Chief economist, Yuong Ha, told the conference that the economy currently had “ups and downs”.
“The exchange rate is lower than what we assumed this time in August,” he said.
“But also the terms of trade are also holding up.
“So again, it’s the ups and downs, and it’s not as bleak picture as it was back in August.”
In its formal statement, the Bank said domestic economic activity was expected to increase during 2020 supported by low-interest rates, higher wage growth, and increased government spending and investment.
Assistant Bank Governor, Christian Hawkesby said: “In reference to growth remaining subdued through till the end of this year, we are nearly at the end of this year already.
“So we are predicting things to pick up from here.
“We know that there is this monetary stimulus and some fiscal stimulus coming through and they underpin our projections.”
In previous Monetary Policy Statements Orr has called on the Government to start spending to kickstart the economy.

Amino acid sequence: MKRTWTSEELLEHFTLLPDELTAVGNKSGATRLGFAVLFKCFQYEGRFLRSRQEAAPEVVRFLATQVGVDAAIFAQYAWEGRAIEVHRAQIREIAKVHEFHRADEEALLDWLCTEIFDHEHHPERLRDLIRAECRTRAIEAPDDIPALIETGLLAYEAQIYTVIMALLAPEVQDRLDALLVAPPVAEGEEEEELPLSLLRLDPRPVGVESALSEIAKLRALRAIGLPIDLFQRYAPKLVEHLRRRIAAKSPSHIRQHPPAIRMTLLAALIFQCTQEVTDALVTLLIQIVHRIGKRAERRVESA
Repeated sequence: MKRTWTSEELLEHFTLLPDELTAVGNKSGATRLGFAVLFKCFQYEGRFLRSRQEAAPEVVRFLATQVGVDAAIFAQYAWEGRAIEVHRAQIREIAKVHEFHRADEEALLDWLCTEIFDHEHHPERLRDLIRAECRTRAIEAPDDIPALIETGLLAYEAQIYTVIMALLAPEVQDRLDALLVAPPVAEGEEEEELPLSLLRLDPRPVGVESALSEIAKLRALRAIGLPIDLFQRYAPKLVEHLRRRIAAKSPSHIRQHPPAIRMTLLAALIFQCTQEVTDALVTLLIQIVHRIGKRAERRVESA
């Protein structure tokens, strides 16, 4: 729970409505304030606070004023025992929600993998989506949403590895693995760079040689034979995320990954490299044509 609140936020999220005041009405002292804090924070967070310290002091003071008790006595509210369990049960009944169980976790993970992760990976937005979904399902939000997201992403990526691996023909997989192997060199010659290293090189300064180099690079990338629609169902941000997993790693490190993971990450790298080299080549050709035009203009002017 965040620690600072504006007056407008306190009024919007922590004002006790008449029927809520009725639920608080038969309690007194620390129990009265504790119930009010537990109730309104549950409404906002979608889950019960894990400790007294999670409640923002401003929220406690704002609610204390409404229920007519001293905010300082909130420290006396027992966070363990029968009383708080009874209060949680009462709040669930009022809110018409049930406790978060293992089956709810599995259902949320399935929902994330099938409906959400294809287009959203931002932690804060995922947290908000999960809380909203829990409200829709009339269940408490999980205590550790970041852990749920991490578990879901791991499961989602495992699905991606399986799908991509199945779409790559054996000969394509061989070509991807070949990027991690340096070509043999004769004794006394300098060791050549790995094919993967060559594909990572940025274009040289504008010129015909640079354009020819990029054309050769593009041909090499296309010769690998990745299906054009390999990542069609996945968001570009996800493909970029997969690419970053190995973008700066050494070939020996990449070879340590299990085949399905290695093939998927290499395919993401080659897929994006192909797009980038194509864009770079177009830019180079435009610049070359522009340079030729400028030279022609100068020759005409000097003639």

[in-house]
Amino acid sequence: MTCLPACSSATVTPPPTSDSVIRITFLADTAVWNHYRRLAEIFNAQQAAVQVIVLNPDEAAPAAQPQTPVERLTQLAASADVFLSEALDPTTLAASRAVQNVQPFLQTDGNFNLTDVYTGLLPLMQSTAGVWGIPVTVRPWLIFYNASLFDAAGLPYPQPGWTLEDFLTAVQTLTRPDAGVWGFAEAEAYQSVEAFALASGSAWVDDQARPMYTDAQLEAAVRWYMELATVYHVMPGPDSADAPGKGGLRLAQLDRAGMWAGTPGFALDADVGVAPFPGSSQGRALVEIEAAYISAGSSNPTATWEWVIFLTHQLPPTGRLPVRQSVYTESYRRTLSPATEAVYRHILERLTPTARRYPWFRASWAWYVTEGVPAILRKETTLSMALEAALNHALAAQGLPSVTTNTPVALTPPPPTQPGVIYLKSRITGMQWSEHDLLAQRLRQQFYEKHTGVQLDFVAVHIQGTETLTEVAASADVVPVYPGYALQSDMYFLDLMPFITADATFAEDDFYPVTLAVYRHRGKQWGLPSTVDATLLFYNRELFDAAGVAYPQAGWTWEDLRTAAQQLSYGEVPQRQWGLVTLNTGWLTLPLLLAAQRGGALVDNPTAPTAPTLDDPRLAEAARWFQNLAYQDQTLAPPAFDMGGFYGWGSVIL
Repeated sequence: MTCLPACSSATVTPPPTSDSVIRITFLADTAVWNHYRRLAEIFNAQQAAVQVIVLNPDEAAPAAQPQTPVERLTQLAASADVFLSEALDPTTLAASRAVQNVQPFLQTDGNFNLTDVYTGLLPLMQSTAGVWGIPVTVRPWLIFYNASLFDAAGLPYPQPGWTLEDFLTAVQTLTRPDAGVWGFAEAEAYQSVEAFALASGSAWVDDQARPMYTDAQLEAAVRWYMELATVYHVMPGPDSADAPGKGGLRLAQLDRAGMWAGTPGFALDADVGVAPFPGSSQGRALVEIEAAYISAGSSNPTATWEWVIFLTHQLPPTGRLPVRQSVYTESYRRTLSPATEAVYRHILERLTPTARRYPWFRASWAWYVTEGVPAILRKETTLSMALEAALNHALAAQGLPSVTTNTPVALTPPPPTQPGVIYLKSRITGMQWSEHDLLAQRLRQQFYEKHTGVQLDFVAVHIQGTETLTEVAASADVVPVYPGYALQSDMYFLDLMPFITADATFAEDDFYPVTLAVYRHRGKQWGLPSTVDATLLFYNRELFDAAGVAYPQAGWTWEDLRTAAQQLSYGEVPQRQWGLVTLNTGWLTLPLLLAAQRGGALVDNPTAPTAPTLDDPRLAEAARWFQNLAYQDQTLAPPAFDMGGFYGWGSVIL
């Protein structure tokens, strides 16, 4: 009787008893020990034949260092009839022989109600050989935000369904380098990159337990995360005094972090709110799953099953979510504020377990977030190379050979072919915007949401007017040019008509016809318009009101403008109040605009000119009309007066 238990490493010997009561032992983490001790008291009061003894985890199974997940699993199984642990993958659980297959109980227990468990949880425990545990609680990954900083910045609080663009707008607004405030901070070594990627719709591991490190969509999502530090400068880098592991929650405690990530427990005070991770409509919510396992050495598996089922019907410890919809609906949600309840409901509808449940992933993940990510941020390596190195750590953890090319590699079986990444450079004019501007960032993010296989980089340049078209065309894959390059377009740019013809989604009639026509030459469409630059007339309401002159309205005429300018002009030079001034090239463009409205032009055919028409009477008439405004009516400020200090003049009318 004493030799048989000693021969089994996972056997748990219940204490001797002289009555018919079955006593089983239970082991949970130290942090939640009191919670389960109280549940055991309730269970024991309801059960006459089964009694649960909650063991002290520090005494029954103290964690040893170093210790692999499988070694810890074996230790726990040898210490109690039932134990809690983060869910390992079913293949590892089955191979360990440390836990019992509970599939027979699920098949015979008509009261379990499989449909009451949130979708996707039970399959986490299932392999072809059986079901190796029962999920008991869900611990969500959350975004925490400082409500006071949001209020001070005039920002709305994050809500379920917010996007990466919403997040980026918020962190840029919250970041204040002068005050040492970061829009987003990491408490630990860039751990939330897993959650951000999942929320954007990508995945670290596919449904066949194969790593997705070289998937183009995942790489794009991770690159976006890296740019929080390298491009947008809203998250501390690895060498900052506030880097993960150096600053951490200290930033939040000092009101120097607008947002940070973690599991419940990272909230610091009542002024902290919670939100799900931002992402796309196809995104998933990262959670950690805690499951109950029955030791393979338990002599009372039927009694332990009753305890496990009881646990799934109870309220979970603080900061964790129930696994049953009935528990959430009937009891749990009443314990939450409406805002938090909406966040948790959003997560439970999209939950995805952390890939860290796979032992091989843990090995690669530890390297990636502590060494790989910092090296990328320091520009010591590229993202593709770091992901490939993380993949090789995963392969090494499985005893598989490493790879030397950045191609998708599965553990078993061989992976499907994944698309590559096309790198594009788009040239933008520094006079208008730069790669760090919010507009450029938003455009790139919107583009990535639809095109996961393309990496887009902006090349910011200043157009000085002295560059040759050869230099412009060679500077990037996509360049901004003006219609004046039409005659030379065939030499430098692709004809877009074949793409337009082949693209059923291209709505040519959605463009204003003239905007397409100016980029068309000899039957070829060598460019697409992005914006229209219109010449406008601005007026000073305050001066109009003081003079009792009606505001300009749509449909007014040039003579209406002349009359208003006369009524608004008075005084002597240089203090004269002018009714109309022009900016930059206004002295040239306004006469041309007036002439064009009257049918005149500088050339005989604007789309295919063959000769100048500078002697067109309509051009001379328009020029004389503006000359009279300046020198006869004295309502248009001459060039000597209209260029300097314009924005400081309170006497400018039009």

But that message was missing yesterday with Orr suggesting it had been heard over the road in the Beehive.
“You don’t have to keep shouting, you know,” he said.
“To the extent that it’s been repeated many, many times in the press I imagine that it’s being heard.
“We don’t have anything to add to that.”
However answering questions from journalists, Orr did come back to the need for the Government to play its part.
And once again, he identified infrastructure spending as one area that could be targeted.
“We have very well-identified infrastructure demands and needs,” he said.
“We have a government balance sheet that is looking healthy, both historically and relative to many other countries.
“We have secular low nominal interest rates, which is the hurdle rate to investment.
“And so, you know, this is, if needed, a time to be fiscal spending.”
But he conceded this was an area over which the Bank had no control.
“They (the Government) will do what they do.
“And we’ve made out our message very clear.
“Meanwhile, we will continue to do whatever it takes with our tools.